02 December 2016


One of the best parts of Christmas is all the presents! Well, as a kid it is *laugh* Candy canes and reindeer are pretty good, too, but who doesn't like seeing a wrapped package with your name on it. This glittery, sparkly card in traditional Christmas colours captures the gift giving side of Christmas.


Impression Obsession: Quick Christmas
52 Christmas Card Throwdown: Glitter
Kraftin' Kimmie Stamps: Ribbon, Lace, and/or Twine
Scor-Pal More than One Score: Anything Goes
Dies R Us: Christmas


Putting It Together

For this card, I wanted to use a birthday die to capture an element of Christmas. I love the Silk Microfine glitter "inlay" effect so decided to use it, too.

To give more definition to the card, I wanted to have a subtle visual divider or grid for the present inlays. First Iput a sheet of adhesive over my panel, keeping the release paper on. Since I wanted raised lines on the card, I flipped it over and scored the 'grid'. I also added score lines close to the edge all the way around.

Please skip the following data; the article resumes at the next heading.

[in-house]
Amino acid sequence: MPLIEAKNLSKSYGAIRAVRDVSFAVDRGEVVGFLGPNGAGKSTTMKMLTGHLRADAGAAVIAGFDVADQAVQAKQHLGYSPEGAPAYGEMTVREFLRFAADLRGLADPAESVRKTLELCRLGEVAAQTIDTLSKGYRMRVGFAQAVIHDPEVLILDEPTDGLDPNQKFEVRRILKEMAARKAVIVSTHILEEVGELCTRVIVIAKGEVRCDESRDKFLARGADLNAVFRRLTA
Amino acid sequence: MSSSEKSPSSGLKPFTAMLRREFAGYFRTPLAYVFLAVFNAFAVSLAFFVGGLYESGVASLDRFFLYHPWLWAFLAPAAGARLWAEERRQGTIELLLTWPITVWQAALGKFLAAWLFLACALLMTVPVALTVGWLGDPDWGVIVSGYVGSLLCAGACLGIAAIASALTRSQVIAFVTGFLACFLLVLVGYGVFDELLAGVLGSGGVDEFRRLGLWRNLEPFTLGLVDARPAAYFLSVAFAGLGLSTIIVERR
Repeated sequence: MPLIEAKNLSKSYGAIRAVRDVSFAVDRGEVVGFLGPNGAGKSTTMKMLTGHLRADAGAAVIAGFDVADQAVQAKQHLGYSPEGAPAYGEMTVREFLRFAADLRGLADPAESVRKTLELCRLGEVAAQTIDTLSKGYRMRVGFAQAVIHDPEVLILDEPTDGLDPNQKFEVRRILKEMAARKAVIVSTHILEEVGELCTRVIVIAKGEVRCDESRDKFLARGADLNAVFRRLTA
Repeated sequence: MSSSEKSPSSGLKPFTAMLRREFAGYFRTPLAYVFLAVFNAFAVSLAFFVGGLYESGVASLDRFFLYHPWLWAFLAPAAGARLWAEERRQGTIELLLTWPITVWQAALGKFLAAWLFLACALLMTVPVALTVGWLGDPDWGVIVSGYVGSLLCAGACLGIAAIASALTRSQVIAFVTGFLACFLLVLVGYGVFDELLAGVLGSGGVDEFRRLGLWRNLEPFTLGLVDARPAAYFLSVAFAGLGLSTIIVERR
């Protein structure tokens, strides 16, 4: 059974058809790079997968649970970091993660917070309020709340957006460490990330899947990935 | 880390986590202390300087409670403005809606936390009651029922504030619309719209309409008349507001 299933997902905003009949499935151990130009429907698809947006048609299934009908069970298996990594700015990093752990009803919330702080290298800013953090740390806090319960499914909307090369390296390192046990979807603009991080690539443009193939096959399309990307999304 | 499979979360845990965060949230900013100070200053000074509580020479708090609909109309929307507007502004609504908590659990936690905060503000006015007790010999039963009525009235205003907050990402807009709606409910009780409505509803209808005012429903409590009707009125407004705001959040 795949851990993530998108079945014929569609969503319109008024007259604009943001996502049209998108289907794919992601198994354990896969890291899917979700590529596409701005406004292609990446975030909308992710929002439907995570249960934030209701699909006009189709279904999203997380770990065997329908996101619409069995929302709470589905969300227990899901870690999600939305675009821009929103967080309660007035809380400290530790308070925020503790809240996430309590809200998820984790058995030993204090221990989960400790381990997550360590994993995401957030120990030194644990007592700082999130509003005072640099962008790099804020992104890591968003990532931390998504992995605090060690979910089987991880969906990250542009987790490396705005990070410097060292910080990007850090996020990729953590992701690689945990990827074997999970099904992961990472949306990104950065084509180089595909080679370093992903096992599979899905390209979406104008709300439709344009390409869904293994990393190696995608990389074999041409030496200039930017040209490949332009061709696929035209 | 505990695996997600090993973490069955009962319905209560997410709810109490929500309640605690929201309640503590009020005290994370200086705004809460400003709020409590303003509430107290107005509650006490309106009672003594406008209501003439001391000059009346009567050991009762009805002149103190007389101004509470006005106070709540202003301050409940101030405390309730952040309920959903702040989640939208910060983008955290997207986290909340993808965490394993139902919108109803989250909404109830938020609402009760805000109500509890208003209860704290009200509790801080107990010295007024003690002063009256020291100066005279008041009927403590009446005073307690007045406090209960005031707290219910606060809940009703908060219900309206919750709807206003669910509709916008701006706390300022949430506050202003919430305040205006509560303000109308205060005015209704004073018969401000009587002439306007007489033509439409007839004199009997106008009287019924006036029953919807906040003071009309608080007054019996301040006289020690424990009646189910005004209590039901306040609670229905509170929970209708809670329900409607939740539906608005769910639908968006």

With the release paper off of the panel, you can easily see the scoring.

When the card is done, the scoring is far easier to see in person than the photos, unless you zoom in. But, the subtle detail really gives the card a bit of "pop". Without the scoring, the panel would be flat and dimensionless.

To make the inlay, I die cut the release paper (and kept the bits that fell out). To help orient the die, I made a Sharpie mark at the top of the circle and used the magnetic platform to keep the die in place.